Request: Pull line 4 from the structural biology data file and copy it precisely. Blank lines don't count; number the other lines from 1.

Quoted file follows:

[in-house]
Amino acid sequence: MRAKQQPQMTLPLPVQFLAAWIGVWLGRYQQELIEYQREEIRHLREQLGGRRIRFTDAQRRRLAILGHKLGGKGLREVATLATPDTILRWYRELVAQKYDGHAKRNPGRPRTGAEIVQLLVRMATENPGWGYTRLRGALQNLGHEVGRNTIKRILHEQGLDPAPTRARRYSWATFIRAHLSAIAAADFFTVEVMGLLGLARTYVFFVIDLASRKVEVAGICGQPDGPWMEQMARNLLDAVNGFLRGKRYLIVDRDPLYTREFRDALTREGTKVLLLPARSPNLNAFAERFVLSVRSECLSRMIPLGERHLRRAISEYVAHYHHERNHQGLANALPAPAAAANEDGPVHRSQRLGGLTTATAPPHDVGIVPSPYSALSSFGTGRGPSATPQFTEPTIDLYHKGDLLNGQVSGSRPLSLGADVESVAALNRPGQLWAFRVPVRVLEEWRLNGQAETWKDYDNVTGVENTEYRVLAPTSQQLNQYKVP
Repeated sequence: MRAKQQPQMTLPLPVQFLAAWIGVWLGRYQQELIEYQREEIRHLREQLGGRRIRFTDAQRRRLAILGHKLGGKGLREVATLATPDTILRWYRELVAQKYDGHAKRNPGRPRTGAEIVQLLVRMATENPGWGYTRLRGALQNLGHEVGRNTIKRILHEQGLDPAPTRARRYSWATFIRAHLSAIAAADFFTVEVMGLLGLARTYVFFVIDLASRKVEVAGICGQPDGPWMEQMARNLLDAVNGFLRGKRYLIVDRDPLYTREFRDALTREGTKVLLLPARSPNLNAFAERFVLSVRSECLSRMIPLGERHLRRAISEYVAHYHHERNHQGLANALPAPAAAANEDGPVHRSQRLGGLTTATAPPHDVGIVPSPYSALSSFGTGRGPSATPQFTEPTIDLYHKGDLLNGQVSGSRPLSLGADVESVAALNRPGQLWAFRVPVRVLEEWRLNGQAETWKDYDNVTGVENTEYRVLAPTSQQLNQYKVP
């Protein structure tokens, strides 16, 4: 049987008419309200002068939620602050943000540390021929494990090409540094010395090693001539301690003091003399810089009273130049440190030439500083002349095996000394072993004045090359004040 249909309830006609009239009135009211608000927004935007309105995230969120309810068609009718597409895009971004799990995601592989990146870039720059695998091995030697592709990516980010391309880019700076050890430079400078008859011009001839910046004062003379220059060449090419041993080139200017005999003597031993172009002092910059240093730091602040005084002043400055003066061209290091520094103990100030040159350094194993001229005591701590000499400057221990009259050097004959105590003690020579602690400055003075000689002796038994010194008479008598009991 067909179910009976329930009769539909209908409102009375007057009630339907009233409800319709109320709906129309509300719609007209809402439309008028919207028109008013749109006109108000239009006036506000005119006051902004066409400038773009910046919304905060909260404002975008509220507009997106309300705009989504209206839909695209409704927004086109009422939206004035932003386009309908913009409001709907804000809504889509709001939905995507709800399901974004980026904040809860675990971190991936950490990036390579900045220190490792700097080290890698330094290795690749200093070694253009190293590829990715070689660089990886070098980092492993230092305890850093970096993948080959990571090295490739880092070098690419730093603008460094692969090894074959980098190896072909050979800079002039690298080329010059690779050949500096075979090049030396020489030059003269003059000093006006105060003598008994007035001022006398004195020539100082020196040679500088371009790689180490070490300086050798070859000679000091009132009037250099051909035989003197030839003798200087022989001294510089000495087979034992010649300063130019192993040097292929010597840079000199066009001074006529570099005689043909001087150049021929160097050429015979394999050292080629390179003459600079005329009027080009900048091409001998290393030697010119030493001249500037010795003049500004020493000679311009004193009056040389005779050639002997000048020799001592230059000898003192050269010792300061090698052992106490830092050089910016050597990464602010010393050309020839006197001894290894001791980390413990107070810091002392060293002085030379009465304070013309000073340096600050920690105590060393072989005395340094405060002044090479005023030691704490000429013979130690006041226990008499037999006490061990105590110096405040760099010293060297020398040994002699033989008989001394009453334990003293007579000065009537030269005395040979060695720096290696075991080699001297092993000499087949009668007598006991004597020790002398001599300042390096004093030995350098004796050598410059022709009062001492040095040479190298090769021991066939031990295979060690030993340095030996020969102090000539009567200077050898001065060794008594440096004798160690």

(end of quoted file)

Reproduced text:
């Protein structure tokens, strides 16, 4: 049987008419309200002068939620602050943000540390021929494990090409540094010395090693001539301690003091003399810089009273130049440190030439500083002349095996000394072993004045090359004040 249909309830006609009239009135009211608000927004935007309105995230969120309810068609009718597409895009971004799990995601592989990146870039720059695998091995030697592709990516980010391309880019700076050890430079400078008859011009001839910046004062003379220059060449090419041993080139200017005999003597031993172009002092910059240093730091602040005084002043400055003066061209290091520094103990100030040159350094194993001229005591701590000499400057221990009259050097004959105590003690020579602690400055003075000689002796038994010194008479008598009991 067909179910009976329930009769539909209908409102009375007057009630339907009233409800319709109320709906129309509300719609007209809402439309008028919207028109008013749109006109108000239009006036506000005119006051902004066409400038773009910046919304905060909260404002975008509220507009997106309300705009989504209206839909695209409704927004086109009422939206004035932003386009309908913009409001709907804000809504889509709001939905995507709800399901974004980026904040809860675990971190991936950490990036390579900045220190490792700097080290890698330094290795690749200093070694253009190293590829990715070689660089990886070098980092492993230092305890850093970096993948080959990571090295490739880092070098690419730093603008460094692969090894074959980098190896072909050979800079002039690298080329010059690779050949500096075979090049030396020489030059003269003059000093006006105060003598008994007035001022006398004195020539100082020196040679500088371009790689180490070490300086050798070859000679000091009132009037250099051909035989003197030839003798200087022989001294510089000495087979034992010649300063130019192993040097292929010597840079000199066009001074006529570099005689043909001087150049021929160097050429015979394999050292080629390179003459600079005329009027080009900048091409001998290393030697010119030493001249500037010795003049500004020493000679311009004193009056040389005779050639002997000048020799001592230059000898003192050269010792300061090698052992106490830092050089910016050597990464602010010393050309020839006197001894290894001791980390413990107070810091002392060293002085030379009465304070013309000073340096600050920690105590060393072989005395340094405060002044090479005023030691704490000429013979130690006041226990008499037999006490061990105590110096405040760099010293060297020398040994002699033989008989001394009453334990003293007579000065009537030269005395040979060695720096290696075991080699001297092993000499087949009668007598006991004597020790002398001599300042390096004093030995350098004796050598410059022709009062001492040095040479190298090769021991066939031990295979060690030993340095030996020969102090000539009567200077050898001065060794008594440096004798160690």